Rouchon joined the Marines right after high school in 1998 and served for seven years

Cookeville ­– When veteran Amy Rouchon, a current Tennessee Tech University graduate student and an assistant principal at Cookeville High School, first decided she wanted to enter the military, she ran into a problem.

She could never catch the Navy recruiter.

“He was never in his office when I came by,” Rouchon laughed. “I think it was the fourth or fifth time that I came in that the Marine recruiter, whose office was right next door, popped his head out. He said, ‘Hey, I’ve seen you here a few times. Can I help you with something?’”

The recruiter brought her into his office, and after they talked for a while, he convinced her that she would thrive in his branch of the military. It felt like it was meant to be.

“I signed on the dotted line that day,” she said. “And really, I couldn’t have picked a better branch for my personality. It was probably the best seven years of my life that I could have asked for to help me take that first step into adulthood.”

Rouchon joined the Marines right after high school in 1998 and served for seven years, traveling overseas to be stationed in Japan and Africa. She reached the rank of sergeant/E-5. 

“The military is an experience where you get to meet people from all over the place,” she said. “Knowing that we were all going through the same pains and just growing together, and also seeing how different we all are, from all different backgrounds – that was very special and unique to me. I always encourage my students to go out there and travel and experience everything that’s different from us.”

After leaving the military and returning to the States, Rouchon pursued a history degree at the University of North Carolina, followed by a graduate degree from Drexel University. When she moved to Tennessee with her husband and fellow Marine, James, now a retired lieutenant colonel, she taught history at Upperman High School and has since moved on to become an assistant principal at Cookeville High School.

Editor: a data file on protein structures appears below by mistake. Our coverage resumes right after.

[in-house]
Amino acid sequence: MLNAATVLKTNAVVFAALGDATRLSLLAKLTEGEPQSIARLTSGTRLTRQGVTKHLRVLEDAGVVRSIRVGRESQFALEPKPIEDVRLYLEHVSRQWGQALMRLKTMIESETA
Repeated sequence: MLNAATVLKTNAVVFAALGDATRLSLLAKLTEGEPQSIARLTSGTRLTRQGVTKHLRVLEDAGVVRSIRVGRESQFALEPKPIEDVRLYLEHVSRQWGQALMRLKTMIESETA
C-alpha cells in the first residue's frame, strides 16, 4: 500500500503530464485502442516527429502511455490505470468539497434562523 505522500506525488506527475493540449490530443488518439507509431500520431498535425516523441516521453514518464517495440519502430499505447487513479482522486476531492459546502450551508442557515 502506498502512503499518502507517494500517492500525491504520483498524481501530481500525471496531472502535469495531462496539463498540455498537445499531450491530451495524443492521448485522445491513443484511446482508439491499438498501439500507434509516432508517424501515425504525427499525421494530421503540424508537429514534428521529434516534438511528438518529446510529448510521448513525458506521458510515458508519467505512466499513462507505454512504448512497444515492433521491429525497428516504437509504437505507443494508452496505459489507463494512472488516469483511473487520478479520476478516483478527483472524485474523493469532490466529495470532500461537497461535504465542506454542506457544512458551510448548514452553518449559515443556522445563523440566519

She is also working toward completing her second graduate degree – this one in instructional leadership at Tech.

“It’s been great because the same group of people have been in the program with me this whole time, and they are also assistant principals now. We’ve been taking the same courses together, and so anytime we have questions, we are just a phone call away from each other.”

Rouchon’s time in the Marines instilled in her knowledge and skills that she now uses in her everyday life, such as effectively communicating with people of different backgrounds and cultures, and learning how to better herself.

“I appreciate feedback a lot because that’s just something that you’re always receiving in the military, whether you like it or not,” she said. “That’s really helped me grow as a person and made me look from an outside perspective to see how effective I am.”

Rouchon encourages other veterans who might be considering the move to further their own educations and even go into teaching themselves.

“If there’s anybody who is thinking about it, Tech’s a great place. The program is pretty much laid out for you and you have a great support system. It’s very fulfilling,” she said. “You don’t grow unless you continue to learn, and it affords you the opportunity to give back in the education setting. It’s invaluable because you have the background and the experience to share with these students. A lot of them live vicariously through you when you talk about your time and travels, and it’s exciting to share with them that they could consider that as an option for themselves as well.” 

Photo courtesy of Tennessee Tech.

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